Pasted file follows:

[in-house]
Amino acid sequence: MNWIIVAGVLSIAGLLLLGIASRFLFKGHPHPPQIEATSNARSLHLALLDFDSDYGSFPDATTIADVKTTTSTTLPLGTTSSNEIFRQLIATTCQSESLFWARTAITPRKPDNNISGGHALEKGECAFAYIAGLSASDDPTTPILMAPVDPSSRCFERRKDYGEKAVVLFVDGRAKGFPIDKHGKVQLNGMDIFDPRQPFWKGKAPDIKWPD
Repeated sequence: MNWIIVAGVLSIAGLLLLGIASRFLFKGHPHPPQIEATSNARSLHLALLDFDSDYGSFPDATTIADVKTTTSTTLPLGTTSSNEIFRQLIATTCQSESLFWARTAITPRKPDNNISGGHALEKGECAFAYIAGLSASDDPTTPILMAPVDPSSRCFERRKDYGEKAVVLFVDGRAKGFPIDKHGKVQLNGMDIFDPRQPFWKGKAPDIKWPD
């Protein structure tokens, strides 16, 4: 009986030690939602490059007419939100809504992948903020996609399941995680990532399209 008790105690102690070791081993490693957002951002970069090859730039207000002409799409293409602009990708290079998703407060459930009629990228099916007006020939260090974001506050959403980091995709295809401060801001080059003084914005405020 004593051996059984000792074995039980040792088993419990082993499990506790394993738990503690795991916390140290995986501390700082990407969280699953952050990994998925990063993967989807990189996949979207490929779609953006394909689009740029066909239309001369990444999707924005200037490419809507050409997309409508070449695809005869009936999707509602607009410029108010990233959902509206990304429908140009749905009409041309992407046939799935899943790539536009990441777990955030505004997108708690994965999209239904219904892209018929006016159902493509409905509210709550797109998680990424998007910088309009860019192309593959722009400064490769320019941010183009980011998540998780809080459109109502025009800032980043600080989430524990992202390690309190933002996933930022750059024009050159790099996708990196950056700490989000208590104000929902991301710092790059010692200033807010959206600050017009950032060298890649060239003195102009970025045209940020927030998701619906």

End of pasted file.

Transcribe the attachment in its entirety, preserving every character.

[in-house]
Amino acid sequence: MNWIIVAGVLSIAGLLLLGIASRFLFKGHPHPPQIEATSNARSLHLALLDFDSDYGSFPDATTIADVKTTTSTTLPLGTTSSNEIFRQLIATTCQSESLFWARTAITPRKPDNNISGGHALEKGECAFAYIAGLSASDDPTTPILMAPVDPSSRCFERRKDYGEKAVVLFVDGRAKGFPIDKHGKVQLNGMDIFDPRQPFWKGKAPDIKWPD
Repeated sequence: MNWIIVAGVLSIAGLLLLGIASRFLFKGHPHPPQIEATSNARSLHLALLDFDSDYGSFPDATTIADVKTTTSTTLPLGTTSSNEIFRQLIATTCQSESLFWARTAITPRKPDNNISGGHALEKGECAFAYIAGLSASDDPTTPILMAPVDPSSRCFERRKDYGEKAVVLFVDGRAKGFPIDKHGKVQLNGMDIFDPRQPFWKGKAPDIKWPD
């Protein structure tokens, strides 16, 4: 009986030690939602490059007419939100809504992948903020996609399941995680990532399209 008790105690102690070791081993490693957002951002970069090859730039207000002409799409293409602009990708290079998703407060459930009629990228099916007006020939260090974001506050959403980091995709295809401060801001080059003084914005405020 004593051996059984000792074995039980040792088993419990082993499990506790394993738990503690795991916390140290995986501390700082990407969280699953952050990994998925990063993967989807990189996949979207490929779609953006394909689009740029066909239309001369990444999707924005200037490419809507050409997309409508070449695809005869009936999707509602607009410029108010990233959902509206990304429908140009749905009409041309992407046939799935899943790539536009990441777990955030505004997108708690994965999209239904219904892209018929006016159902493509409905509210709550797109998680990424998007910088309009860019192309593959722009400064490769320019941010183009980011998540998780809080459109109502025009800032980043600080989430524990992202390690309190933002996933930022750059024009050159790099996708990196950056700490989000208590104000929902991301710092790059010692200033807010959206600050017009950032060298890649060239003195102009970025045209940020927030998701619906």